The news hit you like a slap in the face – what next?
We receive information about events in a matter of seconds – just think of the horrifying details of the Paris terror attacks. After the initial shock we want to know what is going on. What will happen next?
News and social media bring the latest information to our mobile devices in a couple of minutes but none of us could come up with explanations for the events in such a short space of time.
When news hits the collective consciousness, it is time for in-depth, quality media to step in. The world needs to be interpreted, explained and analysed; things must be put into perspective, rumours quashed and, more than anything, we need an understanding of the meaning of it all.
"The world needs to be interpreted"
If there were no quality media, who would explain the IS fighters' motives to the public?
Who would explain the twists and turns of Greece's debt crisis?
Who would act as the watchdog to make sure that Finnish listed companies follow good governance practices or would explore how the act on securities register is being prepared?
The wisdom of the crowd and collaborative efforts are important features in journalism, but if there are no professional content providers, the key ideas will remain unexplored.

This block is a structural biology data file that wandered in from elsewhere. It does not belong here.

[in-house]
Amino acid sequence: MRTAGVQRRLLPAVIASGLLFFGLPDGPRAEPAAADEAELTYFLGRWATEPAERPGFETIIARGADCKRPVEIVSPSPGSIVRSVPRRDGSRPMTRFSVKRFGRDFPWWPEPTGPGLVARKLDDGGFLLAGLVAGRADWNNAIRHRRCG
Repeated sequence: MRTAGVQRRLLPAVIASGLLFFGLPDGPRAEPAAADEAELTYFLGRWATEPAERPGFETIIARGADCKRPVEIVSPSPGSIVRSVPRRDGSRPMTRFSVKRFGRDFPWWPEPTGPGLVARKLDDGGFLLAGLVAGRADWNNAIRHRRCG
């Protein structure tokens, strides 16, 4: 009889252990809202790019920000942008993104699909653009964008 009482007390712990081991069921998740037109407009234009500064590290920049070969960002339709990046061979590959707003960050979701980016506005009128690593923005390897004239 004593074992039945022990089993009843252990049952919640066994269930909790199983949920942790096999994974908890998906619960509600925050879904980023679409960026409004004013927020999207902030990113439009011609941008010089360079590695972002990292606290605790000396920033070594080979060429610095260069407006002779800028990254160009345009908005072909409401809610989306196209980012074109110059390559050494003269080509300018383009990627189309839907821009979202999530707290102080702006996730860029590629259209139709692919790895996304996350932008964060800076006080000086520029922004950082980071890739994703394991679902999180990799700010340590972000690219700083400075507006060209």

You can recognise quality content by the fact that it is not available free of charge anywhere else. Customers need to feel that they actually gain some added value from media that they are willing to pay for.
Every self-respecting news outlet is on social media; everyone is there, the entire public. A hundred years ago people would hand out leaflets in street corners; now they all play with their mobile devices.
As long as the public trusts us, our actions have a purpose.
We the media content providers and the public can be seen as living in a symbiotic relationship. As long as the public trusts us, our actions have a purpose. As long as professional media can produce relevant content for the public to enjoy, we can understand the world better.
As journalists, we believe that we have a mission. As long as we receive our wages from the paying public, we are only accountable to our audiences and completely independent of any other interest groups.
By producing high-quality content that offers customers real added value, media companies fulfil their obligation as partners in a healthy and democratic society while employing thousands of Finnish professionals at the same time.
Executive Editor-in-Chief, Kauppalehti